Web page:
8 Sep 2004 @ 22:46 by ming : Info
It is not as simple as that one can just tell them "the truth" and they'll change their mind. It sticks deeper. It is the whole deep structure of their world, of their reality, of how they believe the universe works. Which might include all sorts of things like what the world has done to them, which needs to be "righted", and how they think other people work. All of which is information. Oh, it is many other things too, but it is certainly information. And not all information gets corrected just by reading some good counter-arguments against it. Some deep-seated and well-hidden pieces of information take something more thorough and transformative to get them changed.  


9 Sep 2004 @ 10:19 by lugon @80.58.19.44 : mech of mind
... information versus perception ...

I was using "information" as "the water that rains on our brains" and "perception" as "the land that receives the rain". That land would be our network-of-neurons, that takes primary input only at the very edges. Then that primary input (activity in the neurons at the very border) activates other neurons (which may or may not be ready and thus may or may not react), etc.

The brain consists mainly of interneurons. Only a few take primary input.

The same initial input may propagate very differently in brains that are only slightly different at that very moment (genes, previous information, mood, hunger, etc). (I remember a "cognitive distorsion" when my daughter was 1 year old and had a slight fever. I really heard her cry but it was just a garage door opening.)

In the end, that propagation activates neurons (probably groups of them), which are possibly quite far away from the initial sensory neurons, and that activity is what we perceive as "I am having an idea".

The work of TRANSFORMING "what I see" into "what I think" is what I would call perception. (This "information as rain + perception as valley" model is taken from Edward de Bono's book (1967, I think) "The Mechanism of Ming" ... sorry, "of Mind", which is also in one of the first chapters of "I am right, you are wrong".)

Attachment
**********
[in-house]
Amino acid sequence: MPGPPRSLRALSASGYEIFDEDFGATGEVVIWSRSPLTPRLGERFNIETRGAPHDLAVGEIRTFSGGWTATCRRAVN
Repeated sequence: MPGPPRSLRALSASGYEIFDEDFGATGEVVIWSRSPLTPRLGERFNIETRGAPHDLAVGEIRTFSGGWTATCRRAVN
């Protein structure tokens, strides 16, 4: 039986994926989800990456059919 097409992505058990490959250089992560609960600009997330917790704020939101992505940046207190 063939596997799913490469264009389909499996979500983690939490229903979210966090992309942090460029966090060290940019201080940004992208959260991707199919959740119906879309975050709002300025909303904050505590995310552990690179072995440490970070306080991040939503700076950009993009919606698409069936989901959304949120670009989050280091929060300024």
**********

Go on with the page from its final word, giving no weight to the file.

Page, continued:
Now, how do we change our own perception? How do we change others' perception? How do we do that more or less at will (consider alternative perceptions), specially regarding "what happens" and "what can we do"? "How can this be done, massively yet delicately, if we want to maximise our chances of survival and fun?" (see my own "perception" at work here - heh!)  



9 Sep 2004 @ 12:11 by ming : Perceptions
Well, the problem is that our perceptions also are a set of filters, which help us abstract a simplified picture of what the world is like. Our perceptions only operate on certain bandwidths, extremely narrow bandwidths compared to the totality of the universe. And because of how brains work, there are various fallacies we're open to. You know, we can be fooled into perceiving that which we sort of expect to perceive.

And yet, perceptions are definitely a step "up" from just information, in terms of how directly we're dealing with things. To see and hear and touch something is senior any day to hearing some piece of information third hand.

And a key question, I think, is who's looking. There are perceptions, pathways with filters. But where do they go? Who's receiving them? Who uses the water that falls on the land?

And, yes, how we change perceptions is, I think, an important question. How we get beyond the set of limitations we've bought into by having perceptions tuned a certain way, and by structuring our mental models of the world a certain way. How can we transcend that, to see a little more of the world, and, if we have to live with limited views, let's at least be able to choose some of the best available.  



22 Jun 2005 @ 08:54 by rayon : Agreement
I completely agree with the comments of Ming. I cannot add one word. Thanks. When I want to remind myself of my own arguments I will know where to find them!